Texas harbors 191 species of native freshwater fishes, 89 of which are considered imperiled. Five fish species are considered likely extinct from the state, while another six are considered extirpated, meaning they no longer exist in Texas but still occur in other areas of their native range, such as in adjacent U.S. states or Mexico. Declining freshwater fish diversity is a conservation issue not unique to Texas. Freshwater fishes are threatened throughout North America and currently have the highest extinction rate among vertebrates (7.5 extinctions per decade since the 1950s). Of the 1,213 freshwater fishes found in North America, 39 species and 18 subspecies are considered extinct. Similar to other areas of the continent, the primary cause of fish imperilment in Texas is alteration of freshwater systems (e.g., groundwater extraction and concomitant reductions in spring discharge, river fragmentation, alteration of natural river flow patterns, degradation of water quality, the introduction of non-native species), which continues to occur at rates and scales that threaten the long-term persistence of native freshwater fishes.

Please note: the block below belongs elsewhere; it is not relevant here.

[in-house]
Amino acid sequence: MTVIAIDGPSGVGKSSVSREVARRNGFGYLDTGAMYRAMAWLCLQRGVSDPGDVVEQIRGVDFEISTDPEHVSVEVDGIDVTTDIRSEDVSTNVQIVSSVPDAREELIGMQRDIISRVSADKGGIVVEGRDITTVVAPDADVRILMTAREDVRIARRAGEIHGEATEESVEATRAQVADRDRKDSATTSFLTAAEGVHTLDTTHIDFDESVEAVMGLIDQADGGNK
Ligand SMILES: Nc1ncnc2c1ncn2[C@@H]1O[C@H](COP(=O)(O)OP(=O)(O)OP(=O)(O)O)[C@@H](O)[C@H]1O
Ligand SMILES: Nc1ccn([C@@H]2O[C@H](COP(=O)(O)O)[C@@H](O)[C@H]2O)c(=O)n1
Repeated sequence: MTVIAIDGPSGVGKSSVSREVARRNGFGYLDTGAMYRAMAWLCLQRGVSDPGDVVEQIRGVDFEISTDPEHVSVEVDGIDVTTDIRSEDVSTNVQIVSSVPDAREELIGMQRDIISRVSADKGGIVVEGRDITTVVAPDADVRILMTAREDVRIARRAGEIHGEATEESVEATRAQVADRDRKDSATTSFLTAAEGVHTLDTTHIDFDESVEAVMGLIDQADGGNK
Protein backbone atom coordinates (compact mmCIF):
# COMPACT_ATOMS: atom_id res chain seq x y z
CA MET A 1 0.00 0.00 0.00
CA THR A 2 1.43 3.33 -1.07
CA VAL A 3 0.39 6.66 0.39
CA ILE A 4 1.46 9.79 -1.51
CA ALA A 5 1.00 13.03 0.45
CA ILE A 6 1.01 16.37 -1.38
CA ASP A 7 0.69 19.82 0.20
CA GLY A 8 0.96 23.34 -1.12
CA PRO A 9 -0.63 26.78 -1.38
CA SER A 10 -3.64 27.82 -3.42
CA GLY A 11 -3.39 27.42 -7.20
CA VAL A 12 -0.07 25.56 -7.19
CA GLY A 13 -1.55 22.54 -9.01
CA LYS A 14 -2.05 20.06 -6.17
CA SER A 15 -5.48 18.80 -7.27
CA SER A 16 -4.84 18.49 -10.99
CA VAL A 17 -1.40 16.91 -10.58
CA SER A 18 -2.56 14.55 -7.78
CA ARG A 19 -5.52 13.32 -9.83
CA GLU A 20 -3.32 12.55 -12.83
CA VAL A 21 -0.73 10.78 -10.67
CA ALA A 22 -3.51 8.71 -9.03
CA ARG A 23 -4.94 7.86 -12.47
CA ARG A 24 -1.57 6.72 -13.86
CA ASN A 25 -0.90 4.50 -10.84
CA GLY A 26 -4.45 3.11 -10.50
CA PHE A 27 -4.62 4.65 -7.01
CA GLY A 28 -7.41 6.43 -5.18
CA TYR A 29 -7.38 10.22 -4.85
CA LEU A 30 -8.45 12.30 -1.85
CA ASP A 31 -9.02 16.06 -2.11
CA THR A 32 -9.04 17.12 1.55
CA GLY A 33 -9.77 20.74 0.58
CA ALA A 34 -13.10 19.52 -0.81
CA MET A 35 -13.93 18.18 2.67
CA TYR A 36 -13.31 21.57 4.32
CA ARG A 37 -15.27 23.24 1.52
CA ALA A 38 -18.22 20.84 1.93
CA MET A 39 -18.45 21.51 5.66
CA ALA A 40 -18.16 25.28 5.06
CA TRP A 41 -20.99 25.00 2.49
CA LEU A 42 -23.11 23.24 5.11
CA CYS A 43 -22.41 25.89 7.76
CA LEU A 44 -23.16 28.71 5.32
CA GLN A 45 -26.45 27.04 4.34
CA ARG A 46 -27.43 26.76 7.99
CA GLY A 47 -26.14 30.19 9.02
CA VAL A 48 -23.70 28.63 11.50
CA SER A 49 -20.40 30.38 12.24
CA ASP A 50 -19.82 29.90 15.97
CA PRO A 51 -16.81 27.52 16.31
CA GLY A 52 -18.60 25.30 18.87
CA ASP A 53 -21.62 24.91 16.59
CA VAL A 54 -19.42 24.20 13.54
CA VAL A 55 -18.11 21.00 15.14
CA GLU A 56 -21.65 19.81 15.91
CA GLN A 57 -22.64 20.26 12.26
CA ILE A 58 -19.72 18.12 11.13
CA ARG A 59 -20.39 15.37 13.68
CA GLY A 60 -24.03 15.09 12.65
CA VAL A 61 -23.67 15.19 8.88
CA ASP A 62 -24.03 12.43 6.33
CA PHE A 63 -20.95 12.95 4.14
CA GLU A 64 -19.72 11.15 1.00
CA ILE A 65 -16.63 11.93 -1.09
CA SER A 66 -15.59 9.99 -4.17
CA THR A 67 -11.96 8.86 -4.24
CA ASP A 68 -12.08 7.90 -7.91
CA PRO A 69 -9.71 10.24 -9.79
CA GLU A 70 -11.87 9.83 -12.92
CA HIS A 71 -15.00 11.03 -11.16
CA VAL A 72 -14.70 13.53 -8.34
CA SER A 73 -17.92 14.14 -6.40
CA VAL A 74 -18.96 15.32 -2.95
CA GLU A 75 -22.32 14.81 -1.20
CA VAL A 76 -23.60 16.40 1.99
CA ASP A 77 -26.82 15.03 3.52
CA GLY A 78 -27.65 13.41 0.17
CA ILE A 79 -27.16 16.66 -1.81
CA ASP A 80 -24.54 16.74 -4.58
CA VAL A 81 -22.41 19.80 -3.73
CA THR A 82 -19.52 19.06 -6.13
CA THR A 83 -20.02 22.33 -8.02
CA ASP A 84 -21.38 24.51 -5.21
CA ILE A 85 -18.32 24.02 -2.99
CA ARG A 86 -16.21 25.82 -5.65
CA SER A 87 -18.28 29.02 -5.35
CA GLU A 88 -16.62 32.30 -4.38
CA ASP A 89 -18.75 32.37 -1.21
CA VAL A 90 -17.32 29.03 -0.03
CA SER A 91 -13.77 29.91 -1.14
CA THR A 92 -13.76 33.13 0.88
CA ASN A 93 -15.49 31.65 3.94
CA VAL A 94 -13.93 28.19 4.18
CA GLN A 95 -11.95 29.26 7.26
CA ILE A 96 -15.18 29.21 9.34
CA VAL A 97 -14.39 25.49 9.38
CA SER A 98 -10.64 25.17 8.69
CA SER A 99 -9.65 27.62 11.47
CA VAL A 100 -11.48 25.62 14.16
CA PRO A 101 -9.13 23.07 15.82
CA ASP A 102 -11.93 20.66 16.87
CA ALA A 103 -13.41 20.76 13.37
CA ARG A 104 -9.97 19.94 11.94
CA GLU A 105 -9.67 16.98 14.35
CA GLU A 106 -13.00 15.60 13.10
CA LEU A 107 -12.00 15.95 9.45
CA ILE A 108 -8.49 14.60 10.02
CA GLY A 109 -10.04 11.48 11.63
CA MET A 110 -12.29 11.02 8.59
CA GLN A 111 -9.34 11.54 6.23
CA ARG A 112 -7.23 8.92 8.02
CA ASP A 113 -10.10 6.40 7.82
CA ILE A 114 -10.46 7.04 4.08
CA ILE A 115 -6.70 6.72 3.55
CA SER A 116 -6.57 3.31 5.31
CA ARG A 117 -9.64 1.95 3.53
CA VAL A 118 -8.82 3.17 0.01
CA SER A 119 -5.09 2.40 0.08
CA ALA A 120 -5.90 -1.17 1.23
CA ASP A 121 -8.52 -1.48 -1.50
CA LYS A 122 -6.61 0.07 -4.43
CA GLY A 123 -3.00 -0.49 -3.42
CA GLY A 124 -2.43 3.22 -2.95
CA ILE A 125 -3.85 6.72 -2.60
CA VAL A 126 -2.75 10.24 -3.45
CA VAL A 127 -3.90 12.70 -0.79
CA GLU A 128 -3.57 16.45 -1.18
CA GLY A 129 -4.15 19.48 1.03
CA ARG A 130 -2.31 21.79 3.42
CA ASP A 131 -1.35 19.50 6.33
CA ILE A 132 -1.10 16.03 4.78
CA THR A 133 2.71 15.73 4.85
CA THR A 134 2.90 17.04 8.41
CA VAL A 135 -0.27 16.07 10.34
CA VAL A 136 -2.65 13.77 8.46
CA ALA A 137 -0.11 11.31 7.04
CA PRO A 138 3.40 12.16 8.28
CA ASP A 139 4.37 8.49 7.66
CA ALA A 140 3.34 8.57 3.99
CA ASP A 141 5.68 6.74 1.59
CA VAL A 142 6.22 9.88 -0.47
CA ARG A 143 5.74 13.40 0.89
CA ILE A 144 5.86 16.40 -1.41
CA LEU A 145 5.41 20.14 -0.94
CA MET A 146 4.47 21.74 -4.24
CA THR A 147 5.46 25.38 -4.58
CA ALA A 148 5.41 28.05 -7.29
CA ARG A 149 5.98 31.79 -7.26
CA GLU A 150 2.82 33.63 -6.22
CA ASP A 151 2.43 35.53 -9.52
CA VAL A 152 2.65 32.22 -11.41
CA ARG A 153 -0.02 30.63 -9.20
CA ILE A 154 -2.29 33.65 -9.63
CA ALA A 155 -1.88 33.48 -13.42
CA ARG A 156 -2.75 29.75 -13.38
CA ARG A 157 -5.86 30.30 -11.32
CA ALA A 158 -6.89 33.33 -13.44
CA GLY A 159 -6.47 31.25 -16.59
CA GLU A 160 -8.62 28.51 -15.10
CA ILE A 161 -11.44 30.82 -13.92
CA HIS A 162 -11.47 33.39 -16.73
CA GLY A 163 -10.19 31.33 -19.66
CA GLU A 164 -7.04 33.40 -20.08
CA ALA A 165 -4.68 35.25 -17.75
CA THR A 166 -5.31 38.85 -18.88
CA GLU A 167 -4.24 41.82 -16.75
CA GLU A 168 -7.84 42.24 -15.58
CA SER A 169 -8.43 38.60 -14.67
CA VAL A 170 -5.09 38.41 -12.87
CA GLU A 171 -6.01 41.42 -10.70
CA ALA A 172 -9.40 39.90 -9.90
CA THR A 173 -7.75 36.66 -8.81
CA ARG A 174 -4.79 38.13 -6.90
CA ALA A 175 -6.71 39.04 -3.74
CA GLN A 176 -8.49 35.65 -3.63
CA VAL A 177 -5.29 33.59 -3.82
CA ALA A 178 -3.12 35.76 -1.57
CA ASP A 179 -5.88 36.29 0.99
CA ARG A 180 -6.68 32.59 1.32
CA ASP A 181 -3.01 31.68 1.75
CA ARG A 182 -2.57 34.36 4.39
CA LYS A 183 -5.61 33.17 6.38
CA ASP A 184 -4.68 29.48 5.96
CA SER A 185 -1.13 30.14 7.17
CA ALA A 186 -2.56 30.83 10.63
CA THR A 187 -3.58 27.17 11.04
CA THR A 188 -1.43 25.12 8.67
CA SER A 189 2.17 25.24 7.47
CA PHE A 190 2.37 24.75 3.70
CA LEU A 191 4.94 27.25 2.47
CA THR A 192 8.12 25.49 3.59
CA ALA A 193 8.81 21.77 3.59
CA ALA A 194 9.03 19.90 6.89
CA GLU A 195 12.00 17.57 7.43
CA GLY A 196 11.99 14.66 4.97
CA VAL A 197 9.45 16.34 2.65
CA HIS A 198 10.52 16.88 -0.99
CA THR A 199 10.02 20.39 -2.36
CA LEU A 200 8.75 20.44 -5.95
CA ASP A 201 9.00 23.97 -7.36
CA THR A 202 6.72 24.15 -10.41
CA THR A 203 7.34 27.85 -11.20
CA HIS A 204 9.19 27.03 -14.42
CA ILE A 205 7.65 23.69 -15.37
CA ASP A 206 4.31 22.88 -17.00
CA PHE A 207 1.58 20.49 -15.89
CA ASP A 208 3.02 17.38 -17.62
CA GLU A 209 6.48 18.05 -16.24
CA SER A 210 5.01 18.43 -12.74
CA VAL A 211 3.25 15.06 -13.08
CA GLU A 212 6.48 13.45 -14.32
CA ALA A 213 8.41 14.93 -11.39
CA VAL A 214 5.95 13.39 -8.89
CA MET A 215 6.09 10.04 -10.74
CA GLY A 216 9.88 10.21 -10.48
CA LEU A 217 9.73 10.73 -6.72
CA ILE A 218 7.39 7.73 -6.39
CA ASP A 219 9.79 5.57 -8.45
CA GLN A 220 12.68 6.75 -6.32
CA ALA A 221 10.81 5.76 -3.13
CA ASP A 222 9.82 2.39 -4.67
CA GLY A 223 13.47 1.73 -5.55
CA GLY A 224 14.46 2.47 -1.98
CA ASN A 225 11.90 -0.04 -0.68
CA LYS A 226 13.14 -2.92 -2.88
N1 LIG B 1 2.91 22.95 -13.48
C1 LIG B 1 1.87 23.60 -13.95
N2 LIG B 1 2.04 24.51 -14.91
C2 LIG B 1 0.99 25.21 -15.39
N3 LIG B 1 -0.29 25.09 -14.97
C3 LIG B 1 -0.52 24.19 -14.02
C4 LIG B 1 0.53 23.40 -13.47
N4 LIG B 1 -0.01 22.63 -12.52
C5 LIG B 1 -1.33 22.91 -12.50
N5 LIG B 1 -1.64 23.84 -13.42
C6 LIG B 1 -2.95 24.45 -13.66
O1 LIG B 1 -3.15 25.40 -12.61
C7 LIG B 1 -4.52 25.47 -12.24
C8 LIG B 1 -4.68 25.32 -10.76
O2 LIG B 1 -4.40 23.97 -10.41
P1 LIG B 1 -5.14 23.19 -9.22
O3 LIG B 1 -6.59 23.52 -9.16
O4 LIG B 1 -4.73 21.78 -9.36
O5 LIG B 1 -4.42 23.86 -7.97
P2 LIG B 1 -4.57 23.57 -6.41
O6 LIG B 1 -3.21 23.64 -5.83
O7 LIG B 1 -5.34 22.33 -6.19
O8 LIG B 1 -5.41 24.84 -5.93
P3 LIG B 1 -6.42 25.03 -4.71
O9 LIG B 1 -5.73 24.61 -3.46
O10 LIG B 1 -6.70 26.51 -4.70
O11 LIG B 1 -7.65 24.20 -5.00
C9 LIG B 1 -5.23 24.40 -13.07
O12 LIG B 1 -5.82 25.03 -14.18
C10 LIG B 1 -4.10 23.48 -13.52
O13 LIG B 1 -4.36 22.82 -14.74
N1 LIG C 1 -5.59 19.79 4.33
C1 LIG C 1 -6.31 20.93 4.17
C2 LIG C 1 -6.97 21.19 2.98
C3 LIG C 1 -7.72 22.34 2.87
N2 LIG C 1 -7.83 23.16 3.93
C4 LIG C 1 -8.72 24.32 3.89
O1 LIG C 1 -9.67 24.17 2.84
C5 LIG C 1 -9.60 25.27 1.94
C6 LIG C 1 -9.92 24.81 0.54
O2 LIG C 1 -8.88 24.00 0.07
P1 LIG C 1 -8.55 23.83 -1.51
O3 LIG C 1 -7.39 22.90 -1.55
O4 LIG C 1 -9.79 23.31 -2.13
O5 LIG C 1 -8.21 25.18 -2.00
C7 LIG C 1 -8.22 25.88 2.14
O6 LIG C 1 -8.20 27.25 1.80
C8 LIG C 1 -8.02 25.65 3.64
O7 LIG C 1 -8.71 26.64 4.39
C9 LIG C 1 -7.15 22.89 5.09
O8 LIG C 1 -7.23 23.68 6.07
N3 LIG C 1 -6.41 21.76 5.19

Read more here from Tim Birdsong, Deputy Director, Inland Fisheries Division, TPWD